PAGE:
Sadly, the apparent reluctance by fact finders to penalize or be punitive in response to defendants’ bad and egregious behavior affecting an individual’s rights under the law—behavior which is often overturned on appeal—guts the effectiveness of the threat of punitive damages and penalties. As a result, employers and insurance companies feel emboldened to behave inconsistently with their contractual obligations to pay claimants in accordance with the law. The courage to issue these penalties or punitive awards would bring about the effect a legislature intended, that is, holding individuals and corporations accountable for not fulfilling their contractual and legal obligations, and deterring such behavior in the future.
Ever wonder why your McDonald’s coffee is still sold piping hot?
There’s no doubt punitive damages and other penalties work as deterrents and are feared by bad actors when properly wielded. That’s why the famous 1993 McDonald’s hot coffee case was turned on its head as a poster child for “tort reform.” Yet, even after that case, McDonald’s doesn’t seem to fear punitive damage awards.
A look at the facts of the late Stella Liebeck’s case against McDonald’s and the company’s operations today shows precisely why we need punitive damages. In that case, the 79-year-old Ms. Liebeck suffered second- and third-degree burns to her pelvic area when a McDonald’s coffee she was attempting to add cream and sugar to, and which she had placed between her legs because she was a passenger in a car that was not moving, spilled. She was hospitalized for eight days and required skin grafts and other costly treatments. Ms. Liebeck left the hospital weighing 83 pounds after losing 20 pounds (or about 20% of her weight) while there.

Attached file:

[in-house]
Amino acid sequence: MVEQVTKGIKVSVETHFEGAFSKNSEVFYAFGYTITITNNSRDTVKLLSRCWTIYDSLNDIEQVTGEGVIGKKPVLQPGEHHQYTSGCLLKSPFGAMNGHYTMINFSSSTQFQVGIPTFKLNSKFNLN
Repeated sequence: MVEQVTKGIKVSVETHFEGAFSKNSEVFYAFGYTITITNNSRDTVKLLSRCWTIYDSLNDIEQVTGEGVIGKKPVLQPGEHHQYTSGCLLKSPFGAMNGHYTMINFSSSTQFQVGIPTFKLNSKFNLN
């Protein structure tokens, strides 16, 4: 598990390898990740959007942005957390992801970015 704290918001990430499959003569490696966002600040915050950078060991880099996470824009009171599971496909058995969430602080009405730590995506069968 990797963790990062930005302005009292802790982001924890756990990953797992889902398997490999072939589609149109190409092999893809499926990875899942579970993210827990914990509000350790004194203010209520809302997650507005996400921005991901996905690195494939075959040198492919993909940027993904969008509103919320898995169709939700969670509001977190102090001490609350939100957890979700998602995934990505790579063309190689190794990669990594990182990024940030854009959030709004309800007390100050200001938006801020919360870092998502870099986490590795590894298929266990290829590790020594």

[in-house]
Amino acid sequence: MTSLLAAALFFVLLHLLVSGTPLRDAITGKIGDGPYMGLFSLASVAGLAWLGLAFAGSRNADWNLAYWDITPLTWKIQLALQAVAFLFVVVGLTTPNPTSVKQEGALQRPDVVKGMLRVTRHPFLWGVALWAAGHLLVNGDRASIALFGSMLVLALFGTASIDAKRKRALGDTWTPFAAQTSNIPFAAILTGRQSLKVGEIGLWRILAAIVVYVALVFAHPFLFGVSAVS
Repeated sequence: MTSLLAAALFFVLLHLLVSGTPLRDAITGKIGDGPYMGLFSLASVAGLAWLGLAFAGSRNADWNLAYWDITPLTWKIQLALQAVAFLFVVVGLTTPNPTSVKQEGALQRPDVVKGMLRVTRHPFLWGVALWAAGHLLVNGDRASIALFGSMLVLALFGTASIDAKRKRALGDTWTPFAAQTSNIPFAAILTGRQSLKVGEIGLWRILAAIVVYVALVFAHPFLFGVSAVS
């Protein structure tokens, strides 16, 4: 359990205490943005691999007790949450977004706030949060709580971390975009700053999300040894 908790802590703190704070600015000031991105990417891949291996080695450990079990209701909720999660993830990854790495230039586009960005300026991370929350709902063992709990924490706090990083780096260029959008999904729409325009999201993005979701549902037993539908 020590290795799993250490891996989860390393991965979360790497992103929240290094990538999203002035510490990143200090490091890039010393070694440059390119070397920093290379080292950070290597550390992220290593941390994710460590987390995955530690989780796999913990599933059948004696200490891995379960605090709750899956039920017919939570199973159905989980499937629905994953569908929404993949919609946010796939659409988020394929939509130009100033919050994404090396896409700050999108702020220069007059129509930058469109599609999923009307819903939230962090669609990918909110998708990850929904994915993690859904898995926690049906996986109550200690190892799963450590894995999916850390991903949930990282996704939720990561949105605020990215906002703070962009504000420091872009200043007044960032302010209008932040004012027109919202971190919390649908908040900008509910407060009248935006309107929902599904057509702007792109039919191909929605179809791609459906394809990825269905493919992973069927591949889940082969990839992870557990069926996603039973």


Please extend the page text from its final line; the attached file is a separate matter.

Ms. Liebeck’s injuries were caused by coffee that was sold at between 180 and 190 degrees Fahrenheit, per McDonald’s policy. Liquids at these high temperatures can cause third-degree burns within three seconds of contact. Other major fast-food restaurants kept their coffee between 150 and 160 degrees. Your coffee maker at home likely keeps your coffee at between 135 and 150 degrees. At these temperatures, hot liquids take at least five to six times as long to cause burns, allowing consumers more time to clean up spills before they cause injury.
At first, before filing a lawsuit, Ms. Liebeck asked McDonald’s to pay around $20,000 to cover her medical bills and the wages her daughter lost when she stayed home to care for her. McDonald’s offered $800.
The lawsuit filed in 1993 in New Mexico federal court saw both sides score points with the jury. While the evidence showed McDonald’s knew about the 700+ injuries caused by its hot coffee, the number pales in comparison to the billions of cups of coffee it served each year. However, the evidence also showed McDonald’s neither realized the burn risks associated with serving coffee at the temperature it was serving it, nor was it warning customers about those risks.
Eventually, the jury awarded Ms. Liebeck $200,000 in compensatory damages, an amount reduced to $160,000 because the jury deemed her 20% liable, and $2.7 million in punitive damages—equivalent to roughly two days’ worth of sales of McDonald’s coffee. The judge reduced the punitive damages award to $480,000—three times compensatory damages. (The awarded damages, combined, totaled about one half day’s worth of sales of McDonald’s coffee.) The case then settled soon after for an undisclosed amount.